- "Expropriation" clauses can clarify that non-discriminatory host state measures in the public interest applied in accordance with due process are not deemed expropriatory and compensable. Investment protection can be limited to tangible property. "Partial expropriation" can be excluded. Exceptions for measures to protect health, the environment and other policy priorities can be included. The clause can state that only direct losses are compensable and that the amount of compensation or damages can be limited to "appropriate" while empowering the tribunal to reduce the payment due according to considerations of fairness and equity.
- "Fair and equitable treatment" clauses can be linked to the customary minimum standard and its scope of application can be limited to specific kinds of host state actions. The clause can clarify that a breach of other IIA standards of protection does not automatically constitute a breach of the "fair and equitable treatment" standard. In addition, the clause may require the interpreter to take the host state’s level of development and financial abilities into account, both on the level of liability and compensation or damages.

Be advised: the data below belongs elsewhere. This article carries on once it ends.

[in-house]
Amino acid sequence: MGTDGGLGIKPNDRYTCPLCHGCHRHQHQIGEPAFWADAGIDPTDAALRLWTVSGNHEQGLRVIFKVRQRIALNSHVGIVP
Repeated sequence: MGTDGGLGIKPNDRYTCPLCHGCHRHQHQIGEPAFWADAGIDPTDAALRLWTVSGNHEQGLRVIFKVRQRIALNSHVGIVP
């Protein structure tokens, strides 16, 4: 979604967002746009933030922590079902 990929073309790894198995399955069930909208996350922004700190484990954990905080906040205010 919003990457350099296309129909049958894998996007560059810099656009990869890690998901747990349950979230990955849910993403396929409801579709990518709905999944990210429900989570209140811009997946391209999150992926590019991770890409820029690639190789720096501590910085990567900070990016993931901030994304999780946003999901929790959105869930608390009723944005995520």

- "Full protection and security" clauses can clarify that the obligation refers to physical protection only and can reduce the degree of diligence and protection owed by the host state to a reasonable degree taking into account the actual possibilities of the host state.
- "National treatment" clauses can require the interpreter to consider Sustainable Development relevant factors when deciding whether investors or investments are in "like circumstances": e.g. the effect of the investment on third persons, the local community, the regional environment and the global commons; the business sector; the production methods; the goal of the alleged discriminatory measure.